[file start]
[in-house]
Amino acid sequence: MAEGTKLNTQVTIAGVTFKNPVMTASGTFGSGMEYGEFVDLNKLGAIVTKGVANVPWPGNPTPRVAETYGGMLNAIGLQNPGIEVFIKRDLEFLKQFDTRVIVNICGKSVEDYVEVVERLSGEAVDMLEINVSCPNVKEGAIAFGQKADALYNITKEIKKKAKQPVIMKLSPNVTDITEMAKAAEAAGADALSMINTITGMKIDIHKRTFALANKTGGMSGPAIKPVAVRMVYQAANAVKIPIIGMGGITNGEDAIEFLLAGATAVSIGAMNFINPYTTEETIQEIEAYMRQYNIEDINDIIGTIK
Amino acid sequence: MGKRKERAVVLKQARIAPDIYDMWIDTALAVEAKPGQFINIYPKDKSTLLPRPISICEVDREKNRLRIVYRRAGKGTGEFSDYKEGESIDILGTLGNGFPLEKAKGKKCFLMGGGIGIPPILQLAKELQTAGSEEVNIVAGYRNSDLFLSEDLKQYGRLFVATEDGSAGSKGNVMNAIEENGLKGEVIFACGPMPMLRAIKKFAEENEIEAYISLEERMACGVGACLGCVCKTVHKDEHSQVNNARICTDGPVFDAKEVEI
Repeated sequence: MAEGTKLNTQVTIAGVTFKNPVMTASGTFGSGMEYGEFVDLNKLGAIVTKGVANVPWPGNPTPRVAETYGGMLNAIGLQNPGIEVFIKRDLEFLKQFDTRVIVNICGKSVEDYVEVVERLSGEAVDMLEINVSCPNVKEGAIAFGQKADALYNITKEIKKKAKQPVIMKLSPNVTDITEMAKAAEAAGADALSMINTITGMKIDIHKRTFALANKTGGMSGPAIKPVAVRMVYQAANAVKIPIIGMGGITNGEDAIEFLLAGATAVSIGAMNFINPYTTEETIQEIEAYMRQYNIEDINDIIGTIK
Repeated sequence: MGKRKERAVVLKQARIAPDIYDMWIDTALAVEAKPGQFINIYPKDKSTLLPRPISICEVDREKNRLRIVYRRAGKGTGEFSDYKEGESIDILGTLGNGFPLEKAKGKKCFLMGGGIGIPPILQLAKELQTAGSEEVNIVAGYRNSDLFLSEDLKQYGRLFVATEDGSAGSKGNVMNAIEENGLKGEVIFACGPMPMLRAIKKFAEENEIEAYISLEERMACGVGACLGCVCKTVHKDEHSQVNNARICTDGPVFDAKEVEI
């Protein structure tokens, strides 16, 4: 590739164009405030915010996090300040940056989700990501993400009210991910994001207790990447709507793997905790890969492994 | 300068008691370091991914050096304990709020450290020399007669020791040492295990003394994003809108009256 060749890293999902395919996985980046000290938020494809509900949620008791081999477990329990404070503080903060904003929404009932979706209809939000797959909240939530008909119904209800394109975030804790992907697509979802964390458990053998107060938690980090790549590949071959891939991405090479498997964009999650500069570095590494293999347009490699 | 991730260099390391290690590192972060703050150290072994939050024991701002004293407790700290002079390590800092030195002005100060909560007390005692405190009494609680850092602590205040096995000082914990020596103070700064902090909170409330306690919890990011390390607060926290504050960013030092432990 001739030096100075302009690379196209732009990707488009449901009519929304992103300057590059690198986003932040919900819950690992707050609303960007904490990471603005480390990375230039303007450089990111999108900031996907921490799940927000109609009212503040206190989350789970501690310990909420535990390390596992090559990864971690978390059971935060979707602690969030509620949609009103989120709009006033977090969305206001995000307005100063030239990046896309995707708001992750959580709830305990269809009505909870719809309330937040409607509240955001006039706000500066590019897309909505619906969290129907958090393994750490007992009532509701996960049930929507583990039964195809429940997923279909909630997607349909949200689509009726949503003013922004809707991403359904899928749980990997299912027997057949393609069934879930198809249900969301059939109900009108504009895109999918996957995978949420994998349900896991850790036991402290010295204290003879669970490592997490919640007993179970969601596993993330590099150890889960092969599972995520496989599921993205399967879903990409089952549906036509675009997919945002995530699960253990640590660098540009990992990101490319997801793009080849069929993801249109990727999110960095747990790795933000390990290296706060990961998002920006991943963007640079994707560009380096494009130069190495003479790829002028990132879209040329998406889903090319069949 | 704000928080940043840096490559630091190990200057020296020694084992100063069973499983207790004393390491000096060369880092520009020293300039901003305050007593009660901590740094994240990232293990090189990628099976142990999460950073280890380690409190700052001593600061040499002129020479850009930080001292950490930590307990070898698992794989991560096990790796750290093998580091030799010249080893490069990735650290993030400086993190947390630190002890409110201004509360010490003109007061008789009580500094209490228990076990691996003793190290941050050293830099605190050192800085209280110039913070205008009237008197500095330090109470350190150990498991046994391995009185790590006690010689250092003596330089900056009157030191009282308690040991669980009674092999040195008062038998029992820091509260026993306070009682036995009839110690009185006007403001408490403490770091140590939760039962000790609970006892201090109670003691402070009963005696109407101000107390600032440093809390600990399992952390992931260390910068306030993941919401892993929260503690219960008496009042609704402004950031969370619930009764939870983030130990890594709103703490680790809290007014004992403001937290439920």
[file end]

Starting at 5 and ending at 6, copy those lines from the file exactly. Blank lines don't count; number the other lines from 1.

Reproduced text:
Repeated sequence: MGKRKERAVVLKQARIAPDIYDMWIDTALAVEAKPGQFINIYPKDKSTLLPRPISICEVDREKNRLRIVYRRAGKGTGEFSDYKEGESIDILGTLGNGFPLEKAKGKKCFLMGGGIGIPPILQLAKELQTAGSEEVNIVAGYRNSDLFLSEDLKQYGRLFVATEDGSAGSKGNVMNAIEENGLKGEVIFACGPMPMLRAIKKFAEENEIEAYISLEERMACGVGACLGCVCKTVHKDEHSQVNNARICTDGPVFDAKEVEI
């Protein structure tokens, strides 16, 4: 590739164009405030915010996090300040940056989700990501993400009210991910994001207790990447709507793997905790890969492994 | 300068008691370091991914050096304990709020450290020399007669020791040492295990003394994003809108009256 060749890293999902395919996985980046000290938020494809509900949620008791081999477990329990404070503080903060904003929404009932979706209809939000797959909240939530008909119904209800394109975030804790992907697509979802964390458990053998107060938690980090790549590949071959891939991405090479498997964009999650500069570095590494293999347009490699 | 991730260099390391290690590192972060703050150290072994939050024991701002004293407790700290002079390590800092030195002005100060909560007390005692405190009494609680850092602590205040096995000082914990020596103070700064902090909170409330306690919890990011390390607060926290504050960013030092432990 001739030096100075302009690379196209732009990707488009449901009519929304992103300057590059690198986003932040919900819950690992707050609303960007904490990471603005480390990375230039303007450089990111999108900031996907921490799940927000109609009212503040206190989350789970501690310990909420535990390390596992090559990864971690978390059971935060979707602690969030509620949609009103989120709009006033977090969305206001995000307005100063030239990046896309995707708001992750959580709830305990269809009505909870719809309330937040409607509240955001006039706000500066590019897309909505619906969290129907958090393994750490007992009532509701996960049930929507583990039964195809429940997923279909909630997607349909949200689509009726949503003013922004809707991403359904899928749980990997299912027997057949393609069934879930198809249900969301059939109900009108504009895109999918996957995978949420994998349900896991850790036991402290010295204290003879669970490592997490919640007993179970969601596993993330590099150890889960092969599972995520496989599921993205399967879903990409089952549906036509675009997919945002995530699960253990640590660098540009990992990101490319997801793009080849069929993801249109990727999110960095747990790795933000390990290296706060990961998002920006991943963007640079994707560009380096494009130069190495003479790829002028990132879209040329998406889903090319069949 | 704000928080940043840096490559630091190990200057020296020694084992100063069973499983207790004393390491000096060369880092520009020293300039901003305050007593009660901590740094994240990232293990090189990628099976142990999460950073280890380690409190700052001593600061040499002129020479850009930080001292950490930590307990070898698992794989991560096990790796750290093998580091030799010249080893490069990735650290993030400086993190947390630190002890409110201004509360010490003109007061008789009580500094209490228990076990691996003793190290941050050293830099605190050192800085209280110039913070205008009237008197500095330090109470350190150990498991046994391995009185790590006690010689250092003596330089900056009157030191009282308690040991669980009674092999040195008062038998029992820091509260026993306070009682036995009839110690009185006007403001408490403490770091140590939760039962000790609970006892201090109670003691402070009963005696109407101000107390600032440093809390600990399992952390992931260390910068306030993941919401892993929260503690219960008496009042609704402004950031969370619930009764939870983030130990890594709103703490680790809290007014004992403001937290439920």